Starting this month, we’re going to do something new at Geeks with Juniors. We will dedicate a post at the start of each month to highlight several outstanding new apps for kids that we reviewed during the past month. Even though we may not have tried all the apps that were released in a single month, we have tried a majority of the ones we were interested in.
Hence, take this shortlist with a grain of salt. The list may be slightly opinionated, but we believe many would agree that these apps have exceptional quality. We also hope that this list can help set a new standard of quality for developers when they design new apps.
YodelOh Math Mountain
This is one of the most addictive math games I have ever played on the iPad. It is so good that I believe even adults would enjoy playing it. There are at least three things that other developers can take from YodelOh Math Mountain.
First, the game has a simple premise but a fun gameplay — a key characteristic of a great game. The goal is simple: keep the main character from falling off the cliff for as long as you can. However, the way the game introduces many obstacles and distractions keeps players on their toes.
Second of all, the app keeps you addicted with its fast-paced game. While playing YodelOh Math Mountain, your juniors would not feel the pressure of working on a typical math drill. Instead, they would voluntarily replay the game multiple times in an attempt to beat the current high score. This makes the app perfect for any multiplayer settings, including the classroom.
The third reason why YodelOh Math Mountain is appealing for a wide array of audience is its ability to choose from several game modes. This allows you to personalize your practice sessions, and focus on the areas that you struggle with. The fact that the difficulty level increases as you progress also makes the game appealing for older juniors and adults.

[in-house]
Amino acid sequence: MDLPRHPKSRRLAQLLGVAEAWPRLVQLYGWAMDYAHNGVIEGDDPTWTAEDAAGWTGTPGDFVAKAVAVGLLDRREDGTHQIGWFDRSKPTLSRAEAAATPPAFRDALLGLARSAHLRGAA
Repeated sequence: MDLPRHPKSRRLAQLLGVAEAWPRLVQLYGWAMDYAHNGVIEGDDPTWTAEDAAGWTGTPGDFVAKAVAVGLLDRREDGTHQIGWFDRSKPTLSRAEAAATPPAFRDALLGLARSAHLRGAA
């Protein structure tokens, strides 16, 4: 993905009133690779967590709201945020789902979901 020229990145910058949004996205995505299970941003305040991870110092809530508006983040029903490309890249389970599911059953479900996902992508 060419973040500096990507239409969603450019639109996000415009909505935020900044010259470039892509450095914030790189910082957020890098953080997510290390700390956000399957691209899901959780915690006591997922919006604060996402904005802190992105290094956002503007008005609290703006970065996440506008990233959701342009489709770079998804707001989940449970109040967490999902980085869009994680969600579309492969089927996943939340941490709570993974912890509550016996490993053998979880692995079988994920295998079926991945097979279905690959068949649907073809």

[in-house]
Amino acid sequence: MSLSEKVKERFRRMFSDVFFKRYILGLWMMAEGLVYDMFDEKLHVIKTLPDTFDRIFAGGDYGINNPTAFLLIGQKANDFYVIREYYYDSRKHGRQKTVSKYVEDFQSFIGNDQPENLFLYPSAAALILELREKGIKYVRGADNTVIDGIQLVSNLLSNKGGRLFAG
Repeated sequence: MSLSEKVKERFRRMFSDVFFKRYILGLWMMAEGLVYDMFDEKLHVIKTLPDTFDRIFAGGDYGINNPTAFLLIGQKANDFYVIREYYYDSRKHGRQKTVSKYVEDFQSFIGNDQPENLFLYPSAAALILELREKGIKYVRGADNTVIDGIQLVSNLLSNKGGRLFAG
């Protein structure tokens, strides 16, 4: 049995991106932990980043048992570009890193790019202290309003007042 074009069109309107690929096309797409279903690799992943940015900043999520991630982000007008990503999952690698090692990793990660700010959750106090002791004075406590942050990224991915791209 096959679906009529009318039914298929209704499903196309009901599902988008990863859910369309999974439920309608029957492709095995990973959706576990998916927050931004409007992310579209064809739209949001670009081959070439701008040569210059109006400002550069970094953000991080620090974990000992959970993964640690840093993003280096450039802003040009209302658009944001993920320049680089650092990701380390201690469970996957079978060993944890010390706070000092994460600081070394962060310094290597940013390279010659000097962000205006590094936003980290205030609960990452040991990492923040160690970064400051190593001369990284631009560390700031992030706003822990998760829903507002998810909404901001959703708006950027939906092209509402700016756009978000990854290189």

Mystery Math Town
A beautiful app with an intriguing storyline, it stands out because the developers took the time to think about what the world should look like. They also designed every house — along with their interior — to support the gameplay. Everything in the app feels very cohesive and immersive.
Another thing that amazes me is the extended gameplay that you can play after completing all the challenges in the game. This adds hours of gameplay to an already awesome game.
The third reason for Mystery Math Town’s success is its support for multiple user profiles and personalization. I am sure parents love apps that can be played properly by everyone in the house, and still be relevant months or years after the purchase.
The final app in our list this month is a Wee You-Things from Wee Society. A unique app, it highlights that many juniors and even adults face self-esteem problems in their daily lives. I know it is not easy to talk about this kind of problem, even from one adult to another.
This is when an app like Wee You-Things really shines. By labelling a person’s uniqueness as "You-Things", this app helps juniors overcome the negative feelings that may arise for being different. It is rare to find an app that ventures into this uncharted territory, so I really appreciate the developers’ efforts.
To accompany their new, unique term, the app also introduces a plethora of examples. I’m sure you and your juniors can find a couple of examples that you can relate with. You can also create as many profiles as you like to make the term more personal and relatable.
This is my first attempt of highlighting the best apps that we have reviewed over the past 30 days. I am glad that more developers have started to fill in the gaps in apps for juniors ages four and up with high quality creations — it’s a win for parents and juniors everywhere. I hope this post can be useful for other developers who are designing their next apps, and for parents who are looking for the latest gold standard in educational apps.